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The 1960s and 1970s birthed the American muscle car scene, a beloved American pastime for many who enjoy learning in regards to the different car specs and a hobby for collectors who can afford it. This period of energy created some of the rarest and most iconic muscle vehicles packing large torque-rich V8s the world has ever seen.
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Today, some muscle vehicles could be found for comparatively reasonably priced prices—although they’ll doubtless want plenty of TLC (like this ’66 Barracuda for $5,500). Mint-condition models are one other story; among the many most costly muscle automobiles ever bought are a 1967 L88 Corvette Convertible, 1971 Hemi Cuda Convertible 4-Speed, a 1967 Chevrolet Corvette L88 2-Door Coupe, and a 1962 Shelby Cobra CSX2000 which sold for $3.2 million, $3.5 million, $3.eighty five million, and a whopping $13.seventy five million, respectively.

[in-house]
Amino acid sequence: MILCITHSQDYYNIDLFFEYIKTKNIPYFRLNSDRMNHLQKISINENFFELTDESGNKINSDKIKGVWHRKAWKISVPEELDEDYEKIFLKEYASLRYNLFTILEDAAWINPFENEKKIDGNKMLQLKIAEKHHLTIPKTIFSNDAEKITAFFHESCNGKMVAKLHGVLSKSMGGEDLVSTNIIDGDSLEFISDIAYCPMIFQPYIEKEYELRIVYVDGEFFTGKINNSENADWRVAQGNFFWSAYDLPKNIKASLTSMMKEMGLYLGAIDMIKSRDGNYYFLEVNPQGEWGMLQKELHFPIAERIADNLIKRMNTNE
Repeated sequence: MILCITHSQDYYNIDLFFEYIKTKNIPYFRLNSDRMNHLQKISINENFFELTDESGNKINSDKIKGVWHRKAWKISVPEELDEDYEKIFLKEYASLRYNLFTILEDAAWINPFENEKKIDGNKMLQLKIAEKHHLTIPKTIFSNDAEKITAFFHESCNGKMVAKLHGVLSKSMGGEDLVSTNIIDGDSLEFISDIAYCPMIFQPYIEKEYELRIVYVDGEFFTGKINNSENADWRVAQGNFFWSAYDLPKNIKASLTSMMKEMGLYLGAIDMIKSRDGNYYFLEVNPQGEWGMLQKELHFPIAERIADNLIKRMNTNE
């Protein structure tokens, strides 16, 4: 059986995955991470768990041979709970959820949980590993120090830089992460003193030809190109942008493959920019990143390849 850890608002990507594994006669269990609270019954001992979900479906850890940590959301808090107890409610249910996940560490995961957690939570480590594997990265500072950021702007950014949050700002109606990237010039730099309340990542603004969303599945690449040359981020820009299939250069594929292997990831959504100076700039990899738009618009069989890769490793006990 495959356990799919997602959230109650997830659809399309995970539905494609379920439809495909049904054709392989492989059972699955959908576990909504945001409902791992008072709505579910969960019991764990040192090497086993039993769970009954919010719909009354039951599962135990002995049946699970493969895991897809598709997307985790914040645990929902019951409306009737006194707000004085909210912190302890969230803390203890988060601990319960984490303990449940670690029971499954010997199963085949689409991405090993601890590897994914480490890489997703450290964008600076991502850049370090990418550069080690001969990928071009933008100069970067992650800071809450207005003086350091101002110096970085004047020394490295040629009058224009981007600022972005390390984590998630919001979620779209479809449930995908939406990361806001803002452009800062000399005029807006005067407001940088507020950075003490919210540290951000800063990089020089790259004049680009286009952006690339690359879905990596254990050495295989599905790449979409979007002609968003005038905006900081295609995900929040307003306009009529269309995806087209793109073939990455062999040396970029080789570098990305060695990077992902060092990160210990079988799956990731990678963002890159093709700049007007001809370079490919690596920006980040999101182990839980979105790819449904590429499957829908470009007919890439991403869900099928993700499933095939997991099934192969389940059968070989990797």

Emissions and other laws would tame muscle cars in the Nineteen Eighties, but these aging beasts of the highway still come with some surprising stories as well as some surprising horsepower—and, as always, total badassery.
Got a need for speed? Check out these auto stories from Popular Mechanics:
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The Barracuda is a badass journey with the power to go from zero to 60 in lower than 10 seconds because of its 235-hp engine. Although there are fairly a quantity of first-generation muscle vehicles that are tough to come up with now, the ’66 Barracuda isn’t certainly one of them.
Hemmings reports that the first-gen Barracuda can be obtained “with relative ease.” Barracudas are distinctive in look due to their heavy, low profiles and the massive rear window that lends a futuristic look to this classic.
First-gen Barracudas had been modified versions of the Plymouth Valiant—sometimes they have been even known as Valiant Barracudas—and had weaker engines (for a muscle automotive at least) that ran on lower than 150 hp.
Fast Fact: There’s a difference between a Barracuda and a ’Cuda, with the latter being extra of a performance automobile. The ’Cuda first appeared in 1969 and featured a 330-hp engine.